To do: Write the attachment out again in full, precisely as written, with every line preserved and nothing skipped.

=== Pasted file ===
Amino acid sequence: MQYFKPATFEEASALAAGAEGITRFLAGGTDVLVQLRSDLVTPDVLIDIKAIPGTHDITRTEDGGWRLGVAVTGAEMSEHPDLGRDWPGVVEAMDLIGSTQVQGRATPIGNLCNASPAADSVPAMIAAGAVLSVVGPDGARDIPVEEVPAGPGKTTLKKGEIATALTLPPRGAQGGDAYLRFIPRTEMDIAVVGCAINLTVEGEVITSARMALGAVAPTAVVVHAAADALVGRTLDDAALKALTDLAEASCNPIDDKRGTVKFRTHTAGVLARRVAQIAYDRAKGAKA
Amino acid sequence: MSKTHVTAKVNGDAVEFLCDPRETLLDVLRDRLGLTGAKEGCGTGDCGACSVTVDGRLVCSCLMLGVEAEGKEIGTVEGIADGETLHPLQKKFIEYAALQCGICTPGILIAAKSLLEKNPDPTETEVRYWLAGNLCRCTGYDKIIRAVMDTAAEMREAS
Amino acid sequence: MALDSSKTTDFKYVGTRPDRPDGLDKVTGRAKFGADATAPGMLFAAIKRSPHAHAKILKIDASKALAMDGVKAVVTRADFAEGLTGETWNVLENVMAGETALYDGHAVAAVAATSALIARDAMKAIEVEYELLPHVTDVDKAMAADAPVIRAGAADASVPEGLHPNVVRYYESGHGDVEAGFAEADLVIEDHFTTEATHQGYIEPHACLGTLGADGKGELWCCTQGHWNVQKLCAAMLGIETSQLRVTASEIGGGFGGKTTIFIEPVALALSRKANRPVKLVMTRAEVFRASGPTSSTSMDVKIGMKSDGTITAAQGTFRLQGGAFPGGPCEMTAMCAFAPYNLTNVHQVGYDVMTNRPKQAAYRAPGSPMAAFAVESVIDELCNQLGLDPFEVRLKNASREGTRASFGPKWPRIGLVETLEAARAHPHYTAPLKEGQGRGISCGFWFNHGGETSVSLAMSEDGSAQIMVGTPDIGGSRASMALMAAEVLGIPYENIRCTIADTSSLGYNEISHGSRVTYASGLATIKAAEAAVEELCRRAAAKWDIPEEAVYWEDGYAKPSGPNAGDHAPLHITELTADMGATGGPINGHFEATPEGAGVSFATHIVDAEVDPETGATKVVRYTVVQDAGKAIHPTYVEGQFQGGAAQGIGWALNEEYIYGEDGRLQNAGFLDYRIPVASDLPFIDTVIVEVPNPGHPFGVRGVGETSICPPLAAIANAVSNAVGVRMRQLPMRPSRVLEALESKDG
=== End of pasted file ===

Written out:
Amino acid sequence: MQYFKPATFEEASALAAGAEGITRFLAGGTDVLVQLRSDLVTPDVLIDIKAIPGTHDITRTEDGGWRLGVAVTGAEMSEHPDLGRDWPGVVEAMDLIGSTQVQGRATPIGNLCNASPAADSVPAMIAAGAVLSVVGPDGARDIPVEEVPAGPGKTTLKKGEIATALTLPPRGAQGGDAYLRFIPRTEMDIAVVGCAINLTVEGEVITSARMALGAVAPTAVVVHAAADALVGRTLDDAALKALTDLAEASCNPIDDKRGTVKFRTHTAGVLARRVAQIAYDRAKGAKA
Amino acid sequence: MSKTHVTAKVNGDAVEFLCDPRETLLDVLRDRLGLTGAKEGCGTGDCGACSVTVDGRLVCSCLMLGVEAEGKEIGTVEGIADGETLHPLQKKFIEYAALQCGICTPGILIAAKSLLEKNPDPTETEVRYWLAGNLCRCTGYDKIIRAVMDTAAEMREAS
Amino acid sequence: MALDSSKTTDFKYVGTRPDRPDGLDKVTGRAKFGADATAPGMLFAAIKRSPHAHAKILKIDASKALAMDGVKAVVTRADFAEGLTGETWNVLENVMAGETALYDGHAVAAVAATSALIARDAMKAIEVEYELLPHVTDVDKAMAADAPVIRAGAADASVPEGLHPNVVRYYESGHGDVEAGFAEADLVIEDHFTTEATHQGYIEPHACLGTLGADGKGELWCCTQGHWNVQKLCAAMLGIETSQLRVTASEIGGGFGGKTTIFIEPVALALSRKANRPVKLVMTRAEVFRASGPTSSTSMDVKIGMKSDGTITAAQGTFRLQGGAFPGGPCEMTAMCAFAPYNLTNVHQVGYDVMTNRPKQAAYRAPGSPMAAFAVESVIDELCNQLGLDPFEVRLKNASREGTRASFGPKWPRIGLVETLEAARAHPHYTAPLKEGQGRGISCGFWFNHGGETSVSLAMSEDGSAQIMVGTPDIGGSRASMALMAAEVLGIPYENIRCTIADTSSLGYNEISHGSRVTYASGLATIKAAEAAVEELCRRAAAKWDIPEEAVYWEDGYAKPSGPNAGDHAPLHITELTADMGATGGPINGHFEATPEGAGVSFATHIVDAEVDPETGATKVVRYTVVQDAGKAIHPTYVEGQFQGGAAQGIGWALNEEYIYGEDGRLQNAGFLDYRIPVASDLPFIDTVIVEVPNPGHPFGVRGVGETSICPPLAAIANAVSNAVGVRMRQLPMRPSRVLEALESKDG